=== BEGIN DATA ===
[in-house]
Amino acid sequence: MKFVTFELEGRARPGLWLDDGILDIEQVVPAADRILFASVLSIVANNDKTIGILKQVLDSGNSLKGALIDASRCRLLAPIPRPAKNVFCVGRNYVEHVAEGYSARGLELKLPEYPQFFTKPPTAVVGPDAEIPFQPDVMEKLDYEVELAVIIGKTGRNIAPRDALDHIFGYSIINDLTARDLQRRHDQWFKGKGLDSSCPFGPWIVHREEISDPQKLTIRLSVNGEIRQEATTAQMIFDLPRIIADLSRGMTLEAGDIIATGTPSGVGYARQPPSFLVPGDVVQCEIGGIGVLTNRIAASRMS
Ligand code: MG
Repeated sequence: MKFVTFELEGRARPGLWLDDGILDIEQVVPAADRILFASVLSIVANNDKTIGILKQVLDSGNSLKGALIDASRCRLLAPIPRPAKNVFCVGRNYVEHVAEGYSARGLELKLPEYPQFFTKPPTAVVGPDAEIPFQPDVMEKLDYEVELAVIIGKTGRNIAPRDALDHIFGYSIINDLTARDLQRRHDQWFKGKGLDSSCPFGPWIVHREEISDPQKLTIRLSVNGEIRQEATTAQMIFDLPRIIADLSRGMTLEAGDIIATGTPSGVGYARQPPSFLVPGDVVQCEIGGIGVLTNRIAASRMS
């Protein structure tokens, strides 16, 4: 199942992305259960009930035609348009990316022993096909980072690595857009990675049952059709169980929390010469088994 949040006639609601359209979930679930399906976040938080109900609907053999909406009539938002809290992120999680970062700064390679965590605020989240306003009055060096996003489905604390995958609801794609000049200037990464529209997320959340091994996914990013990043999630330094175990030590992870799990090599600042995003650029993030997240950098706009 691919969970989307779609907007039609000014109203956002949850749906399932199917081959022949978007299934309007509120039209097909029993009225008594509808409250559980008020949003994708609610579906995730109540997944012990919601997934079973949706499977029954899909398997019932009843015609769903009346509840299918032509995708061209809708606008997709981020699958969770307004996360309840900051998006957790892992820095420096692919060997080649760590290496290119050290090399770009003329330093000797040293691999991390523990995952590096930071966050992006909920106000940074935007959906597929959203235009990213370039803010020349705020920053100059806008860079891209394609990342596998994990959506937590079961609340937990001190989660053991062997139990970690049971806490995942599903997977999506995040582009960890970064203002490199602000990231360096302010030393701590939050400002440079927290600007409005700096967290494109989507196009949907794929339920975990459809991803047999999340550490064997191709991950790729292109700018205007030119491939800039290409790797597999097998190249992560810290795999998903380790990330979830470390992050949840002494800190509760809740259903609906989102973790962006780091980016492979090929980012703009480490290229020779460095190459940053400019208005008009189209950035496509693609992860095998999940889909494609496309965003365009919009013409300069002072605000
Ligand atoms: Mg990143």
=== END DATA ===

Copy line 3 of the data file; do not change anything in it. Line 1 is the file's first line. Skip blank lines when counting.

Ligand code: MG